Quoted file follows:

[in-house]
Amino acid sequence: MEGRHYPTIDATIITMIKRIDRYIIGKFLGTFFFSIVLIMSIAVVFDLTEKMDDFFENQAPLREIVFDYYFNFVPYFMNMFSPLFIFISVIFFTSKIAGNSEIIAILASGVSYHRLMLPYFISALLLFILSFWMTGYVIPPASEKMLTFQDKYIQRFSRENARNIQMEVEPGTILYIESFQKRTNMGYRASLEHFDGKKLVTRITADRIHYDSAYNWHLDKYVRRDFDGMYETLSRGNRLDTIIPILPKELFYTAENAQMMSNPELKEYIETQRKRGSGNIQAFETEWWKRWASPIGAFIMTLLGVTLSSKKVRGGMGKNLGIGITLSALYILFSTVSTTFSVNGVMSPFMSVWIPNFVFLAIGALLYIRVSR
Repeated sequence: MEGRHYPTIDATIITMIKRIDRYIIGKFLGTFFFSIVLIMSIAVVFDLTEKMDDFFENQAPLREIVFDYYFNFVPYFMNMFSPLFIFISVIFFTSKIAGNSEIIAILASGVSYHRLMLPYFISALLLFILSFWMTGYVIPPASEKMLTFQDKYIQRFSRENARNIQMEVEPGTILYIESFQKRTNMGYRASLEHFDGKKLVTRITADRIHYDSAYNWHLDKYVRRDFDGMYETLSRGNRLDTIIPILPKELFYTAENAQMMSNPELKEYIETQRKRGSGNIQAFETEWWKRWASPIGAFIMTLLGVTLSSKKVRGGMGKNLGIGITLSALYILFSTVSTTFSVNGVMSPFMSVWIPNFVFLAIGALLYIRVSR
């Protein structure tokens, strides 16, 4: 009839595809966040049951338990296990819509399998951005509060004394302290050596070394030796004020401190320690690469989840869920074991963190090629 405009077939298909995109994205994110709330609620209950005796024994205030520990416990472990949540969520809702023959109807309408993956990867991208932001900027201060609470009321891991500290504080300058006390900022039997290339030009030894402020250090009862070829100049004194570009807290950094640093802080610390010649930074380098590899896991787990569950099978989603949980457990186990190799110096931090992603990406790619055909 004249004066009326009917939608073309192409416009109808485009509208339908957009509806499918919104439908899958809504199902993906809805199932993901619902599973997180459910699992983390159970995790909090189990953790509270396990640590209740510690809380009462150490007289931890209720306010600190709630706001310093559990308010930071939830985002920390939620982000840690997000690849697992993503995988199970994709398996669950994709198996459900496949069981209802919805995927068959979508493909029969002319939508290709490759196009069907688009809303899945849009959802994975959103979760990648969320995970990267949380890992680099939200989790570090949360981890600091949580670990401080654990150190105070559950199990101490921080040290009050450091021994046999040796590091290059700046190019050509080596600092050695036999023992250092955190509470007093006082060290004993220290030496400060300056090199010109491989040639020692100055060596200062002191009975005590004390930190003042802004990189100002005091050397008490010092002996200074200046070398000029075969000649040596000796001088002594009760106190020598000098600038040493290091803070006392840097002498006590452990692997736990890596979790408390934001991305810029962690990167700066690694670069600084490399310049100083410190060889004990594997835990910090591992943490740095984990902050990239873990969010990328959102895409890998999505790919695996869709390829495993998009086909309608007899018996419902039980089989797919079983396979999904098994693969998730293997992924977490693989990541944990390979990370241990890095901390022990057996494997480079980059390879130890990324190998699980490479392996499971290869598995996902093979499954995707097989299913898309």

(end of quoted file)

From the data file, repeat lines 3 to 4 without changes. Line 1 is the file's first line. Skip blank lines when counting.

Repeated sequence: MEGRHYPTIDATIITMIKRIDRYIIGKFLGTFFFSIVLIMSIAVVFDLTEKMDDFFENQAPLREIVFDYYFNFVPYFMNMFSPLFIFISVIFFTSKIAGNSEIIAILASGVSYHRLMLPYFISALLLFILSFWMTGYVIPPASEKMLTFQDKYIQRFSRENARNIQMEVEPGTILYIESFQKRTNMGYRASLEHFDGKKLVTRITADRIHYDSAYNWHLDKYVRRDFDGMYETLSRGNRLDTIIPILPKELFYTAENAQMMSNPELKEYIETQRKRGSGNIQAFETEWWKRWASPIGAFIMTLLGVTLSSKKVRGGMGKNLGIGITLSALYILFSTVSTTFSVNGVMSPFMSVWIPNFVFLAIGALLYIRVSR
């Protein structure tokens, strides 16, 4: 009839595809966040049951338990296990819509399998951005509060004394302290050596070394030796004020401190320690690469989840869920074991963190090629 405009077939298909995109994205994110709330609620209950005796024994205030520990416990472990949540969520809702023959109807309408993956990867991208932001900027201060609470009321891991500290504080300058006390900022039997290339030009030894402020250090009862070829100049004194570009807290950094640093802080610390010649930074380098590899896991787990569950099978989603949980457990186990190799110096931090992603990406790619055909 004249004066009326009917939608073309192409416009109808485009509208339908957009509806499918919104439908899958809504199902993906809805199932993901619902599973997180459910699992983390159970995790909090189990953790509270396990640590209740510690809380009462150490007289931890209720306010600190709630706001310093559990308010930071939830985002920390939620982000840690997000690849697992993503995988199970994709398996669950994709198996459900496949069981209802919805995927068959979508493909029969002319939508290709490759196009069907688009809303899945849009959802994975959103979760990648969320995970990267949380890992680099939200989790570090949360981890600091949580670990401080654990150190105070559950199990101490921080040290009050450091021994046999040796590091290059700046190019050509080596600092050695036999023992250092955190509470007093006082060290004993220290030496400060300056090199010109491989040639020692100055060596200062002191009975005590004390930190003042802004990189100002005091050397008490010092002996200074200046070398000029075969000649040596000796001088002594009760106190020598000098600038040493290091803070006392840097002498006590452990692997736990890596979790408390934001991305810029962690990167700066690694670069600084490399310049100083410190060889004990594997835990910090591992943490740095984990902050990239873990969010990328959102895409890998999505790919695996869709390829495993998009086909309608007899018996419902039980089989797919079983396979999904098994693969998730293997992924977490693989990541944990390979990370241990890095901390022990057996494997480079980059390879130890990324190998699980490479392996499971290869598995996902093979499954995707097989299913898309």